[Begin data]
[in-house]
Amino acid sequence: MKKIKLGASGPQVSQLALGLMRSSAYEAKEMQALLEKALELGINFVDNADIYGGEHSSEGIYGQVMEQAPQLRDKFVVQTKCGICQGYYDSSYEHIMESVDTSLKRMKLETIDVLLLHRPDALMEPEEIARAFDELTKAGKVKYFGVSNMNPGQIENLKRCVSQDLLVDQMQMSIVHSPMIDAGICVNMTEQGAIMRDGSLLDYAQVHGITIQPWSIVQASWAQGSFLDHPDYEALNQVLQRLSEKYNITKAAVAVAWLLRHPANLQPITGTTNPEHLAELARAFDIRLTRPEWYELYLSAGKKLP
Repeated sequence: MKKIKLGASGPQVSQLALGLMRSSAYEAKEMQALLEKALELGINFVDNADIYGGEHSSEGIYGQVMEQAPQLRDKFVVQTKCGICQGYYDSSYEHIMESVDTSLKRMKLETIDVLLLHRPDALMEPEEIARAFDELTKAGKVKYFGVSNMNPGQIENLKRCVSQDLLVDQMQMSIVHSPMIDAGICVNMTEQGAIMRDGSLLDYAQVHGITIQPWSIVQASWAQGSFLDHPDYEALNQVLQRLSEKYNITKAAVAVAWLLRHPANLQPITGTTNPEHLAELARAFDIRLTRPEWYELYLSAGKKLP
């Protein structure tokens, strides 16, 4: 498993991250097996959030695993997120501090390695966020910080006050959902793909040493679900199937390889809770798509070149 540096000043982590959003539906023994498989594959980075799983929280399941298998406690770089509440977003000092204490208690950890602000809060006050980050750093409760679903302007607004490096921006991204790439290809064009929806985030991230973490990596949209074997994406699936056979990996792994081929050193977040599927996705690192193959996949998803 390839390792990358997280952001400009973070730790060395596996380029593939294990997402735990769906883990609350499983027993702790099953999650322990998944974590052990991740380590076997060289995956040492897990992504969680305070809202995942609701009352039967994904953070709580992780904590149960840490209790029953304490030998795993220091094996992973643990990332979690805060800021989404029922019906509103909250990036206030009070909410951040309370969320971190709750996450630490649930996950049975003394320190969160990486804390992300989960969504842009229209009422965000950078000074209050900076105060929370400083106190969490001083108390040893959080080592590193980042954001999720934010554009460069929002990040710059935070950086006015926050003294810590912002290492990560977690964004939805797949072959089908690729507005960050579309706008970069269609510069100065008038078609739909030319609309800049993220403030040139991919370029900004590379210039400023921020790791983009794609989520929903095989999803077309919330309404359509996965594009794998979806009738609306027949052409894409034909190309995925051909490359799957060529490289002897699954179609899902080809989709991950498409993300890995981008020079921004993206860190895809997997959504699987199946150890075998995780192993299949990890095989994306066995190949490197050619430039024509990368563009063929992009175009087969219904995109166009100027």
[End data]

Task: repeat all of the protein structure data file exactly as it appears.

[in-house]
Amino acid sequence: MKKIKLGASGPQVSQLALGLMRSSAYEAKEMQALLEKALELGINFVDNADIYGGEHSSEGIYGQVMEQAPQLRDKFVVQTKCGICQGYYDSSYEHIMESVDTSLKRMKLETIDVLLLHRPDALMEPEEIARAFDELTKAGKVKYFGVSNMNPGQIENLKRCVSQDLLVDQMQMSIVHSPMIDAGICVNMTEQGAIMRDGSLLDYAQVHGITIQPWSIVQASWAQGSFLDHPDYEALNQVLQRLSEKYNITKAAVAVAWLLRHPANLQPITGTTNPEHLAELARAFDIRLTRPEWYELYLSAGKKLP
Repeated sequence: MKKIKLGASGPQVSQLALGLMRSSAYEAKEMQALLEKALELGINFVDNADIYGGEHSSEGIYGQVMEQAPQLRDKFVVQTKCGICQGYYDSSYEHIMESVDTSLKRMKLETIDVLLLHRPDALMEPEEIARAFDELTKAGKVKYFGVSNMNPGQIENLKRCVSQDLLVDQMQMSIVHSPMIDAGICVNMTEQGAIMRDGSLLDYAQVHGITIQPWSIVQASWAQGSFLDHPDYEALNQVLQRLSEKYNITKAAVAVAWLLRHPANLQPITGTTNPEHLAELARAFDIRLTRPEWYELYLSAGKKLP
């Protein structure tokens, strides 16, 4: 498993991250097996959030695993997120501090390695966020910080006050959902793909040493679900199937390889809770798509070149 540096000043982590959003539906023994498989594959980075799983929280399941298998406690770089509440977003000092204490208690950890602000809060006050980050750093409760679903302007607004490096921006991204790439290809064009929806985030991230973490990596949209074997994406699936056979990996792994081929050193977040599927996705690192193959996949998803 390839390792990358997280952001400009973070730790060395596996380029593939294990997402735990769906883990609350499983027993702790099953999650322990998944974590052990991740380590076997060289995956040492897990992504969680305070809202995942609701009352039967994904953070709580992780904590149960840490209790029953304490030998795993220091094996992973643990990332979690805060800021989404029922019906509103909250990036206030009070909410951040309370969320971190709750996450630490649930996950049975003394320190969160990486804390992300989960969504842009229209009422965000950078000074209050900076105060929370400083106190969490001083108390040893959080080592590193980042954001999720934010554009460069929002990040710059935070950086006015926050003294810590912002290492990560977690964004939805797949072959089908690729507005960050579309706008970069269609510069100065008038078609739909030319609309800049993220403030040139991919370029900004590379210039400023921020790791983009794609989520929903095989999803077309919330309404359509996965594009794998979806009738609306027949052409894409034909190309995925051909490359799957060529490289002897699954179609899902080809989709991950498409993300890995981008020079921004993206860190895809997997959504699987199946150890075998995780192993299949990890095989994306066995190949490197050619430039024509990368563009063929992009175009087969219904995109166009100027």